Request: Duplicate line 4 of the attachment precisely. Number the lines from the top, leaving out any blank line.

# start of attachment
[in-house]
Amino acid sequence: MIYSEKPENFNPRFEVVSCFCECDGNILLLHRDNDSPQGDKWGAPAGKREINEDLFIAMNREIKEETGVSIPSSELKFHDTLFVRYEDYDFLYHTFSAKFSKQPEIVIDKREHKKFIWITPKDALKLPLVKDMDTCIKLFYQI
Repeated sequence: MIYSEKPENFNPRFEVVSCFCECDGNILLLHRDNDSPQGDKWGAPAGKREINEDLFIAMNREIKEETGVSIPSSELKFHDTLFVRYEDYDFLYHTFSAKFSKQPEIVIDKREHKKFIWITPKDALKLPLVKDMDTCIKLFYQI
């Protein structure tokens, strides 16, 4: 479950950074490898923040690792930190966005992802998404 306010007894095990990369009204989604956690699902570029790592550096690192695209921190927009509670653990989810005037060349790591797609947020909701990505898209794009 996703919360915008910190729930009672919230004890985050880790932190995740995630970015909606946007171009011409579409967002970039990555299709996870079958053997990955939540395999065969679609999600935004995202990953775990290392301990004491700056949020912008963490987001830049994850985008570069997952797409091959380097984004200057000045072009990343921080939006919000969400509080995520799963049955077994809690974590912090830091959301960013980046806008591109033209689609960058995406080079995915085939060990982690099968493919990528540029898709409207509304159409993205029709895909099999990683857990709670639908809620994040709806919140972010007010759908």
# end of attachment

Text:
């Protein structure tokens, strides 16, 4: 479950950074490898923040690792930190966005992802998404 306010007894095990990369009204989604956690699902570029790592550096690192695209921190927009509670653990989810005037060349790591797609947020909701990505898209794009 996703919360915008910190729930009672919230004890985050880790932190995740995630970015909606946007171009011409579409967002970039990555299709996870079958053997990955939540395999065969679609999600935004995202990953775990290392301990004491700056949020912008963490987001830049994850985008570069997952797409091959380097984004200057000045072009990343921080939006919000969400509080995520799963049955077994809690974590912090830091959301960013980046806008591109033209689609960058995406080079995915085939060990982690099968493919990528540029898709409207509304159409993205029709895909099999990683857990709670639908809620994040709806919140972010007010759908």